Awards of statutory damages and attorney's fees give copyright law its “teeth” to discourage infringers. Sometimes, the mere credible possibility of these two remedies can force an early settlement of copyright infringement cases, and this year they are getting a lot of attention in two different arenas.
In January, the U.S. Commerce Department’s Internet Policy Task Force released its 100-page White Paper on Remixes, First Sale and Statutory Damages, which gave recommendations on remixes and fair use, the first sale doctrine and digital distribution, and statutory damages.
17 U.S.C. § 504 offers successful copyright infringement plaintiffs a choice to recover either the actual monetary damages sustained and the profits of the infringer, or statutory damages determined by courts ranging between $750 and $30,000 per infringed work and up to $150,000 per willful infringement.
Regarding statutory damages, the white paper's main recommendations were to (1) amend the statute to include nine mandatory factors for determining the amount of damages, (2) increase the potential for reduced damages for innocent infringement, and (3) allow alternative damages assessment frameworks to online users of streaming services for copyrighted works.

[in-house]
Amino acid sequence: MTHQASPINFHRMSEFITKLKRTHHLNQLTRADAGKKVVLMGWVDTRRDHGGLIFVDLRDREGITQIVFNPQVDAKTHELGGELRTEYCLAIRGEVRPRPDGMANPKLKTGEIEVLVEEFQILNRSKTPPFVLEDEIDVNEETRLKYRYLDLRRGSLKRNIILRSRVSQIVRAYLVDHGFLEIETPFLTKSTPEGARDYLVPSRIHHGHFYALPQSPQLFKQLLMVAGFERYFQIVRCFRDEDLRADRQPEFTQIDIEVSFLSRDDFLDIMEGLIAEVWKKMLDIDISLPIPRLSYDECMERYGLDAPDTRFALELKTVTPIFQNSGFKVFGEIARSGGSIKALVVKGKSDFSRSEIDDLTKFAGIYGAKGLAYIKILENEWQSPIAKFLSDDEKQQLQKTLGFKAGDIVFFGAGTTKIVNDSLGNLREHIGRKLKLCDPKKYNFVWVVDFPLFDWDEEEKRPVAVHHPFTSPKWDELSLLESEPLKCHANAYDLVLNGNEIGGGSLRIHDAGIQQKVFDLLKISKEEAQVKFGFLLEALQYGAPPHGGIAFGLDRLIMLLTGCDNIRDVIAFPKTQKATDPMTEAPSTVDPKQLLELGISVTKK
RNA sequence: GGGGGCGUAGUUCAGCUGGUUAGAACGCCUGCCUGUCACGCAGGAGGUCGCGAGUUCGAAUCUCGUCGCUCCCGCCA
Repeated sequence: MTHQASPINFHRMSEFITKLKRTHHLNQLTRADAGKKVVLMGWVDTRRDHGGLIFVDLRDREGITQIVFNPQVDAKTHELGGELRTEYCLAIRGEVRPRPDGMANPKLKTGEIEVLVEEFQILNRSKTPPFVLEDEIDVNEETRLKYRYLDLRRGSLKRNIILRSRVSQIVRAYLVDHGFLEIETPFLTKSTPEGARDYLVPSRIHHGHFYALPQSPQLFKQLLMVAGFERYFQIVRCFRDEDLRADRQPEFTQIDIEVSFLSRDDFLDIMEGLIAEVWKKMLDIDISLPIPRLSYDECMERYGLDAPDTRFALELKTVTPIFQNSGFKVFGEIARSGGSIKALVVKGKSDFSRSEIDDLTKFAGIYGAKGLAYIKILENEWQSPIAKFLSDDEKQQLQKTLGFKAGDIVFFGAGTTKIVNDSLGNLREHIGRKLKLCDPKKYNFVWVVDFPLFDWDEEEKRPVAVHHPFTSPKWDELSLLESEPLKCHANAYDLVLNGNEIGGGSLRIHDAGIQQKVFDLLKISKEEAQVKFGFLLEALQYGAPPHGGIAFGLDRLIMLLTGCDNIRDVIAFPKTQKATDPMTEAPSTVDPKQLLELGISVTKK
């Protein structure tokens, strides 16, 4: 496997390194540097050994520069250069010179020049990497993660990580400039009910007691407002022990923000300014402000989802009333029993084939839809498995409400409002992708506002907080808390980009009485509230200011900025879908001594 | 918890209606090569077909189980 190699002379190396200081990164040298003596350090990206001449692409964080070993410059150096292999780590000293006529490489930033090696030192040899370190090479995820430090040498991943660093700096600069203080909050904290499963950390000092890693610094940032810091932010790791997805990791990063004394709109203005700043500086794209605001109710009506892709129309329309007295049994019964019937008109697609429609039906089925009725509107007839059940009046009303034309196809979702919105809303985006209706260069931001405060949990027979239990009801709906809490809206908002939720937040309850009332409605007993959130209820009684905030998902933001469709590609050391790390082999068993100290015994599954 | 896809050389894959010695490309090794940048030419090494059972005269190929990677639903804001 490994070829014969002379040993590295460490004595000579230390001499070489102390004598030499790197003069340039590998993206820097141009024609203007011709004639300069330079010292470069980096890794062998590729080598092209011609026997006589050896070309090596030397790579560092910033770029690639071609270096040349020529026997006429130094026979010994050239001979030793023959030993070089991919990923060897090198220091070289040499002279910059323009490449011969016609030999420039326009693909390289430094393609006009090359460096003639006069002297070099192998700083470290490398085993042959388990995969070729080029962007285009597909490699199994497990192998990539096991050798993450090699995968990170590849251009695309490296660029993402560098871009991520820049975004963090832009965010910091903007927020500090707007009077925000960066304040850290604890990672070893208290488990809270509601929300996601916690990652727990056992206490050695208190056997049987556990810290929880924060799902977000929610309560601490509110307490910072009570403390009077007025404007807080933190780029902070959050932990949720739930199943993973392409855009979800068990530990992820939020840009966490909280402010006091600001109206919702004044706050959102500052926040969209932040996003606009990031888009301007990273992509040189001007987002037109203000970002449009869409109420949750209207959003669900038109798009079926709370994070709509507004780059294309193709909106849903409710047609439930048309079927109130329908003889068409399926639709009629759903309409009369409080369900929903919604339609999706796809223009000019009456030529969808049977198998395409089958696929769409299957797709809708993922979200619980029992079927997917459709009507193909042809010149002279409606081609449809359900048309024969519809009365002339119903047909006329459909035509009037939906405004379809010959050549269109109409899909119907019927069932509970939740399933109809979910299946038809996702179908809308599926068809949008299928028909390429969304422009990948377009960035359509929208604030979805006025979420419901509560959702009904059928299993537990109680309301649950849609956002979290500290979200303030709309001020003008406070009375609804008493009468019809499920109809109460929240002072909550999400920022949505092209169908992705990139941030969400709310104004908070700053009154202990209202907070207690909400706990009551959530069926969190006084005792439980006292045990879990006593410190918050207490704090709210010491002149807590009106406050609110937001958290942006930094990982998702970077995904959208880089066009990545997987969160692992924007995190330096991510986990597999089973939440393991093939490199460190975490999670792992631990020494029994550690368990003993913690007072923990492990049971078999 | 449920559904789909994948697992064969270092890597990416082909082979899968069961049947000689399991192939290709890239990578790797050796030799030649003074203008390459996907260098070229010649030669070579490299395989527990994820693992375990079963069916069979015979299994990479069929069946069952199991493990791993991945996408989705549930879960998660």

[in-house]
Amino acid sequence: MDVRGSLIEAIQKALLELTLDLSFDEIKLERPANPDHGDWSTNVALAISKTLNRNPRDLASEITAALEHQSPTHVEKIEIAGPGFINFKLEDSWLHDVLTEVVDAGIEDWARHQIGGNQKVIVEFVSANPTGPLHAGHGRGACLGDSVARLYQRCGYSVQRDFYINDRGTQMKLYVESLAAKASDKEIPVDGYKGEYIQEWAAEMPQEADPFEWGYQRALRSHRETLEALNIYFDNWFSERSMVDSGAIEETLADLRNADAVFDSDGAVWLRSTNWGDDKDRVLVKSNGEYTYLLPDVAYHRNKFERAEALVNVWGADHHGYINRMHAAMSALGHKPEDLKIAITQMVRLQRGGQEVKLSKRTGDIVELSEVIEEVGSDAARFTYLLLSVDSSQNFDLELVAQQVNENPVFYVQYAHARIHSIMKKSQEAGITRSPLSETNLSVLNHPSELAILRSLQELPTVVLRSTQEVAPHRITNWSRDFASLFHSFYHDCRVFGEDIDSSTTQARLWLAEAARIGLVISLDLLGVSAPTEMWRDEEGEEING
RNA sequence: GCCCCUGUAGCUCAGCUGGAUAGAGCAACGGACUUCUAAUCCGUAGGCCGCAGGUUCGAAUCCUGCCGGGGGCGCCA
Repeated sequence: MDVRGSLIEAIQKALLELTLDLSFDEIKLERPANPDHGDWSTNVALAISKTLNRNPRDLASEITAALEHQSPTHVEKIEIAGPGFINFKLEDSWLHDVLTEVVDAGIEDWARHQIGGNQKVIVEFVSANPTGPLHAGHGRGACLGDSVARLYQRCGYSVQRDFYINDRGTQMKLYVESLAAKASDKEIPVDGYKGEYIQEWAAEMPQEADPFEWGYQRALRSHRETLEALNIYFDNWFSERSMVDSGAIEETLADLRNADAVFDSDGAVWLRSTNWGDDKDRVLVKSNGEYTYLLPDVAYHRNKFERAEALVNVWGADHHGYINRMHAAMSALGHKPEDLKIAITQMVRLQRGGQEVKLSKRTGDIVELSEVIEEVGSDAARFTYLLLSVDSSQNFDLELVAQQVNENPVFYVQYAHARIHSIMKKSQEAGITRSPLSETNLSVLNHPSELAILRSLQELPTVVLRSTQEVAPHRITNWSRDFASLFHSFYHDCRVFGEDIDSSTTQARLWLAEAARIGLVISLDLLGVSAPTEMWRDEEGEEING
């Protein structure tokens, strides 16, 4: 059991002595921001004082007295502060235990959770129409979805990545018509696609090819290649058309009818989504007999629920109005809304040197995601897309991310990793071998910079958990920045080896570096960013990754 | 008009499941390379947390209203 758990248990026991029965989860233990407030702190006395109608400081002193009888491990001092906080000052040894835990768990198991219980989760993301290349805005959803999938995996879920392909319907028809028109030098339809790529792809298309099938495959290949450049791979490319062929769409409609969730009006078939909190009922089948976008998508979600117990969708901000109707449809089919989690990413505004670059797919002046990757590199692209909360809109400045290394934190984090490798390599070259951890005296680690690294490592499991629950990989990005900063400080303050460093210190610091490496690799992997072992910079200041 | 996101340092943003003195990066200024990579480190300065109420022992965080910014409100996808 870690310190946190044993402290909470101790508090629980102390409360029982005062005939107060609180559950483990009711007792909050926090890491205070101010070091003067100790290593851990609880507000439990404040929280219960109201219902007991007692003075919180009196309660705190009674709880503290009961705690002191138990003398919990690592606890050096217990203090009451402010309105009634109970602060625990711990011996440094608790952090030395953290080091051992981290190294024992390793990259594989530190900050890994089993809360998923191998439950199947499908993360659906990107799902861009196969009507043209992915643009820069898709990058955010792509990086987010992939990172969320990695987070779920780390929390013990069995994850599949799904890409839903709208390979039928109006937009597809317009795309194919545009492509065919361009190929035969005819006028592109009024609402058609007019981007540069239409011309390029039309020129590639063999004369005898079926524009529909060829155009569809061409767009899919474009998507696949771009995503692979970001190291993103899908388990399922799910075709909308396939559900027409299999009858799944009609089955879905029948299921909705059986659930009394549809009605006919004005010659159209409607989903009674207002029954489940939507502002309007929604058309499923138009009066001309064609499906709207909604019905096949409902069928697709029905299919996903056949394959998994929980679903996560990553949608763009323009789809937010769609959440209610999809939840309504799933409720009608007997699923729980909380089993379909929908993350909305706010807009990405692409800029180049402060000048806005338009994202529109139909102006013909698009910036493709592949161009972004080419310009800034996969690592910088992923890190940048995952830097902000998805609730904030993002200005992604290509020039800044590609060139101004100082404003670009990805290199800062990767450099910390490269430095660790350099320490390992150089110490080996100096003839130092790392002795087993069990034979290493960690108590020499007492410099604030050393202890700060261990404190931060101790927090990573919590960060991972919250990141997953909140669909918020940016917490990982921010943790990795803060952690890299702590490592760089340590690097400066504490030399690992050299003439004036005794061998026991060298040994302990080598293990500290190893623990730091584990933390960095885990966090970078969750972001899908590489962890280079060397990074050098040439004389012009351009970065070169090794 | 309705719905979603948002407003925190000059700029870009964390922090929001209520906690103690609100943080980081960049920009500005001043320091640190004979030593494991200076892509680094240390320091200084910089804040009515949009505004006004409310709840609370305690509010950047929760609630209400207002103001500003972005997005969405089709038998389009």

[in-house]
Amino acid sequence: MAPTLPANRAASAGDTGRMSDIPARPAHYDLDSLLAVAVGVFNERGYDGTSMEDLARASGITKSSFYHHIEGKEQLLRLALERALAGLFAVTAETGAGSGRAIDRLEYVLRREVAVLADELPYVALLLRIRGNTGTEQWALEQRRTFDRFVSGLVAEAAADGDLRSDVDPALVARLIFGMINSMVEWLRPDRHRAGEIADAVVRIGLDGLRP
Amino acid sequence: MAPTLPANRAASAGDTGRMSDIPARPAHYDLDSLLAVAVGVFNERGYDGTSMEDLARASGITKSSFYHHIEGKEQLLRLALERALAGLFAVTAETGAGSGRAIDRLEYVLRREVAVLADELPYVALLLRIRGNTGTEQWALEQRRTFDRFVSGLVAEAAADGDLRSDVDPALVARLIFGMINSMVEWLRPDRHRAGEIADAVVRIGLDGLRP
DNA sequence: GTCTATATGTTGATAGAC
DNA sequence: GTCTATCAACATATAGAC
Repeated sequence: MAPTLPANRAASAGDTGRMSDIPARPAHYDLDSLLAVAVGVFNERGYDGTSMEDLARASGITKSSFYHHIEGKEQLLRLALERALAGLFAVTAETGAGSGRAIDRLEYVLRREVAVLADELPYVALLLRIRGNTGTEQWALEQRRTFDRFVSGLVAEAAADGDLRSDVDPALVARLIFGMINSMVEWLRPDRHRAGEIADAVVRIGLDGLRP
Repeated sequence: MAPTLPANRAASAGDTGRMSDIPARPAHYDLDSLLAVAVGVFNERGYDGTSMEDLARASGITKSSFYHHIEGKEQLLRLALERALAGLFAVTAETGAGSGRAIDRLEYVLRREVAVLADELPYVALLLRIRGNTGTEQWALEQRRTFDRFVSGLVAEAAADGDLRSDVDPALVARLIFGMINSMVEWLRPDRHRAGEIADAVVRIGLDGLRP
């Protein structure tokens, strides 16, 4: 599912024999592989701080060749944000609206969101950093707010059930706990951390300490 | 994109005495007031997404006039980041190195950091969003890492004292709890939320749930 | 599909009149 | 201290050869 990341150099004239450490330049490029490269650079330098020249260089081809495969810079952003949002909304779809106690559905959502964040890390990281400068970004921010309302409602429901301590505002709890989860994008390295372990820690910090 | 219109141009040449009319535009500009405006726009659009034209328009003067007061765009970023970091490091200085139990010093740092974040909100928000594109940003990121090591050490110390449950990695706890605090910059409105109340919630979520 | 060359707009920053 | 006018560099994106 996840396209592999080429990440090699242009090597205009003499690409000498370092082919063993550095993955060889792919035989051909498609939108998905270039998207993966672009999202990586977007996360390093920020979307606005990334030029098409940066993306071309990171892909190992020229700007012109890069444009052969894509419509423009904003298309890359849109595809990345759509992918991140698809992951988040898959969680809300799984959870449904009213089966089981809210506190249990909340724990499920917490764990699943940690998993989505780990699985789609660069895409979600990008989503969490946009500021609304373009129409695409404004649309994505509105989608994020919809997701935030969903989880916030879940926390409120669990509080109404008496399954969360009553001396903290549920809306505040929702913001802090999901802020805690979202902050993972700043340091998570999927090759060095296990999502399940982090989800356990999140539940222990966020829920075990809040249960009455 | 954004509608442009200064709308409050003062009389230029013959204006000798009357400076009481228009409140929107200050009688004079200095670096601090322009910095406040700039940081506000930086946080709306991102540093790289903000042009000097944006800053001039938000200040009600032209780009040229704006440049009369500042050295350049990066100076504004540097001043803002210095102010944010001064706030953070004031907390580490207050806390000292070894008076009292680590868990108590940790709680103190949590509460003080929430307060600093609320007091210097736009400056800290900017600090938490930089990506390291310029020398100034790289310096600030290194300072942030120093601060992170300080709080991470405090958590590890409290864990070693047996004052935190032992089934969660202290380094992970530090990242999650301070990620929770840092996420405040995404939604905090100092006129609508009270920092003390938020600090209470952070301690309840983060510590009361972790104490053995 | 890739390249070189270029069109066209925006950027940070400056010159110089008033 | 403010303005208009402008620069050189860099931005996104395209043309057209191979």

The proposed nine factors for determining the amount of statutory damages to award are balanced to take into account plaintiffs' perspectives (such as lost revenues and the value of the infringed work), defendants' circumstances (their financial situations, and the duration and scope of the infringement), and public policy considerations (the need for deterrence and the appropriateness of the punishment).
The Supreme Court will revisit Kirtsaeng v. John Wiley & Sons in 2016, this time with an eye towards deciding the appropriate standard for determining whether to award attorney's fees to prevailing parties. Authority for awarding attorney's fees comes from 17 U.S.C. § 505, which says in part that a “court may...award a reasonable attorney’s fee to the prevailing party.” In its first iteration, Kirtsaeng turned on an application of the First Sale Doctrine, with the Court concluding that resale in the U.S. of textbooks purchased legally overseas did not amount to copyright infringement.
After denial of his claim for attorney's fees at the district and appellate levels, Kirtsaeng, a grad student, successfully petitioned the SCOTUS to hear the case again, this time for the purpose of reconciling what he characterizes as clear splits among the various circuits over application of Supreme Court precedent in Fogerty v. Fantasy, Inc., 510 U.S. 517 (1994). In contrast, Wiley & Sons charges that the petitioner has invented the circuit split and that the Second Circuit correctly applied the law.